What better time to discuss the pardon of murderers than Sanctity of Life month?
If you heard Barbour's explanation of his pardoning of the prisoner trustee's, you'll know why I say I'm proud of him. I also can readily see the Democrats at work against a Republican... again.
I think the problem Republicans are having is they don't explain themselves (in triplicate, double-spaced, novel-form explanations, proofed by their college English professor) before doing something or saying something in public. If Barbour had released a statement along with the pardons there wouldn't have been a hullabaloo like happened this past week. Then, of course, there wouldn't have been all the publicity and reporters asking so many questions and so much TV news time. Ah, well... Barbour did an excellent job of explaining why he granted those particular pardons besides tradition. The fact he trusts his grandchildren with those trustees, and the fact he never pardoned anyone on death row seems to be the 1-2 punch TKO, don't you think?
I loved the way he said "most of the people from Mississippi are Christians", and that Christians believe in forgiveness, and second chances. That is true. We believe it, but why don't we practice it? Why do so many Christians (professing Christians) have such a death grip on things like anger, bitterness, revenge, and stiff-necked unforgiveness? Setting aside the fact that too often those are the feelings felt initially when someone slams that knife in our backs and twists it until we scream, Christians are supposed to rise above those feelings and embrace the Christ-like responses of forgiveness, and big-heartedness, and don't forget "turning the other cheek" stuff. So why can't victims of violence do that? I mean, Christian receivers of violence, of course.
It would seem that would be a goal to strive toward so that we could show the world the Mind of Christ, however the major question is: How long?
"For what?" I can see you say.
How long does a Christian have to forgive, or overcome, something horrible? Twenty years? A year? A week?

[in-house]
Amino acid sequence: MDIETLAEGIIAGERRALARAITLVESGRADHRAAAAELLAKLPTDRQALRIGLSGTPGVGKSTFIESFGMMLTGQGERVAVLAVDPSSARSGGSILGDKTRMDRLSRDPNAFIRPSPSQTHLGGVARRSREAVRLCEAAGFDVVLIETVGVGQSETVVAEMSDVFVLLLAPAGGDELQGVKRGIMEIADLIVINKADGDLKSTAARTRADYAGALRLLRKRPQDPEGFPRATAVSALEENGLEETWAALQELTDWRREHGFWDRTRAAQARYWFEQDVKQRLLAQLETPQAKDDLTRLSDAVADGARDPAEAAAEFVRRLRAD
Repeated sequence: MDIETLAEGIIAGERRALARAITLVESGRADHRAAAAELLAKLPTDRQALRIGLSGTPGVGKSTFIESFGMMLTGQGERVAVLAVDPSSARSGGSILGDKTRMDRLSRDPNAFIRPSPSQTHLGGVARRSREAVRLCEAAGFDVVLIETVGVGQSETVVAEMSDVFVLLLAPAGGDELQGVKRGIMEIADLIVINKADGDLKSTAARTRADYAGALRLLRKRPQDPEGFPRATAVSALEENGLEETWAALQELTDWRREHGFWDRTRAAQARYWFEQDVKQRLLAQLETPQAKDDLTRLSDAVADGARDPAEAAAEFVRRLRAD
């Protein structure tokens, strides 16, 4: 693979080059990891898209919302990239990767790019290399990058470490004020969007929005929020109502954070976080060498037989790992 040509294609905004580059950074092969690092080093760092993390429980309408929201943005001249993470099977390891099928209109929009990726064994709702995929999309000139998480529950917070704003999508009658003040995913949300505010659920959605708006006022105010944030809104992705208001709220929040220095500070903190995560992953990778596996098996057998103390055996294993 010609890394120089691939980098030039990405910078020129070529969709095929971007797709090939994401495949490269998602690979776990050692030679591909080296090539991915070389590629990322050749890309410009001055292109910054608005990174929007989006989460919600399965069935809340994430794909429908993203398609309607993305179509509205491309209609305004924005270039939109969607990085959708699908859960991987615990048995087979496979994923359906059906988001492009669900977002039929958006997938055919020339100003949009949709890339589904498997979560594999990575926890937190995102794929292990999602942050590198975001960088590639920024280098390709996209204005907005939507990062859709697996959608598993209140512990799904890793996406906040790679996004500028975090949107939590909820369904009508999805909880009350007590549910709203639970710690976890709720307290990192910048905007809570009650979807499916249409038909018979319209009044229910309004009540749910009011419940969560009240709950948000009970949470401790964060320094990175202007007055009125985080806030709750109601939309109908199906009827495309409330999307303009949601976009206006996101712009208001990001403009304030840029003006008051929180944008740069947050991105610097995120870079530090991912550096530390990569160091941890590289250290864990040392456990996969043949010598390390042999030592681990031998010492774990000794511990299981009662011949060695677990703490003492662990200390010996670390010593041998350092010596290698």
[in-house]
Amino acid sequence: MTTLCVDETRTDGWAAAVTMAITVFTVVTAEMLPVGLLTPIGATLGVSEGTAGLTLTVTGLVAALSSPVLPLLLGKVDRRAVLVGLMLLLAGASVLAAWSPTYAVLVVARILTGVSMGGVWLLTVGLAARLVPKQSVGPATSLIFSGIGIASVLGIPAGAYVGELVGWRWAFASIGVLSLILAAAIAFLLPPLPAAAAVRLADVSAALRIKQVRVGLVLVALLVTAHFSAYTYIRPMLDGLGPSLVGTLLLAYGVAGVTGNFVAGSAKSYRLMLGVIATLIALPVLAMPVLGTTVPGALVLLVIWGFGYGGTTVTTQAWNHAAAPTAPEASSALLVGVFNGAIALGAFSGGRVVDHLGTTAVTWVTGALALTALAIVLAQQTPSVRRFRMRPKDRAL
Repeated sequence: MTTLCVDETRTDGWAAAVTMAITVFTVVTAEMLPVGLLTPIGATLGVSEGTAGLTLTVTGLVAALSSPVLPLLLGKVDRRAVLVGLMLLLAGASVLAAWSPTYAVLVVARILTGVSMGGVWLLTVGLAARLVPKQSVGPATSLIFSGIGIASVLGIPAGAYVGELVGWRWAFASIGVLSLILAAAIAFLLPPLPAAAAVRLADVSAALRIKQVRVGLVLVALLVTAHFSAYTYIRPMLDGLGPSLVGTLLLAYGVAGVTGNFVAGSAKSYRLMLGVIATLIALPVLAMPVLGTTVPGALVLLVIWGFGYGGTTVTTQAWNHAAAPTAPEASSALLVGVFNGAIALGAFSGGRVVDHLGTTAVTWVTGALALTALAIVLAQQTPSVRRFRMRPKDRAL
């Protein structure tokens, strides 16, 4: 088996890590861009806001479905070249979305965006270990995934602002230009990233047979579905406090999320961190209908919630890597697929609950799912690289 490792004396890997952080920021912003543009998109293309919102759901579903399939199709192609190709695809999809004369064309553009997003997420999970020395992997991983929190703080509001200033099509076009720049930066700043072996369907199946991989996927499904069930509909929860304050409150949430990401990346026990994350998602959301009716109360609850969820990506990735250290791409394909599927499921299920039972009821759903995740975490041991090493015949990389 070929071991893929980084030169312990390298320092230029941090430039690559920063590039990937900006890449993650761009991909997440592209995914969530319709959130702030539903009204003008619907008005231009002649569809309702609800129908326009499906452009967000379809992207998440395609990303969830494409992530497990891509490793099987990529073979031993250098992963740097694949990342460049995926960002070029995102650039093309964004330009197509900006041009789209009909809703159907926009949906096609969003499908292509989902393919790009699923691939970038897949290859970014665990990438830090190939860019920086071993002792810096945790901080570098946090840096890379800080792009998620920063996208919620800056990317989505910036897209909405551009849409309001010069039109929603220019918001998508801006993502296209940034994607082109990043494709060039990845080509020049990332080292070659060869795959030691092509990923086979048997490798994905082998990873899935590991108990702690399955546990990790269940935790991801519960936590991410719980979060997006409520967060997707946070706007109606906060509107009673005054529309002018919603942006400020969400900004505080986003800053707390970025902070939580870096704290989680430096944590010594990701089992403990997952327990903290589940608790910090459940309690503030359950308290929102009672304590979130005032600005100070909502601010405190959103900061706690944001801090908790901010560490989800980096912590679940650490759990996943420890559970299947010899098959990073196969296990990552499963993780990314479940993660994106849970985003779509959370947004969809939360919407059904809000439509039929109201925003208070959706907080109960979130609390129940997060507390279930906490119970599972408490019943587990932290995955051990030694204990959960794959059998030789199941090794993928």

Barbour said something so striking when talking about the murderers he pardoned. "These men have accepted responsibility for their sin. They have spent time in prison for it and worked hard to earn the title, Trustee. They have asked forgiveness for their sin."
Astounding statement when one reads something from Luke along side it: Luke 17:4 And if seven times of the day he sins against you, and seven times of the day turns to you saying, I repent, you shall forgive him.
That isn't a suggestion, or a policy. It is a command. Jesus is quite adamant about it, and to bring it all into focus, Matthew 6:15 But if you will not forgive men their trespasses, neither will your Father forgive your trespasses. How about Matthew 18:34 And his master was angry, and delivered him to the torturers until he should pay all that was due to him. 35 "So My heavenly Father also will do to you if each of you, from his heart, does not forgive his brother his trespasses."
Then when He says, "But I tell you not to resist an evil person. But whoever slaps you on your right cheek, turn the other to him also." Matthew 5:39 Notice He doesn't say, "Give him your second child to murder also", or "Offer him your head to shoot as well as your chest". That isn't the kernel from this particular verse. When a person returns good for evil it disarms the evil. It also takes an extraordinarily strong will to be able to follow through with this command to forgive, and to embrace non-violent responses. (This is why we sometimes find ourselves speechless against some dastardly, back-stabbing act of a co-worker or supposed friend. God sometimes stops up our mouth before we can pour fuel on the smoldering flame when the problem happens within the church body. I do not know why He holds us silent sometimes and other times not, I just know it happens.)
Jesus is directing each Christian's responses within the scope of the Family of God, not from the scope of government response to criminal action. Perhaps when we react with kindness and forgiveness to nonChristians it is a testimony far beyond what any words could convey, and resembles something more like Christ hanging on the cross in perfect sacrifice.
I pray I have that strength of will to bend to God's will of forgiveness and kindness putting to good use the Fruit of the Spirit: But the fruit of the Spirit is love, joy, peace, long suffering, kindness, goodness, faithfulness, gentleness, self-control. Against such there is no law. Galatians 5:22-23.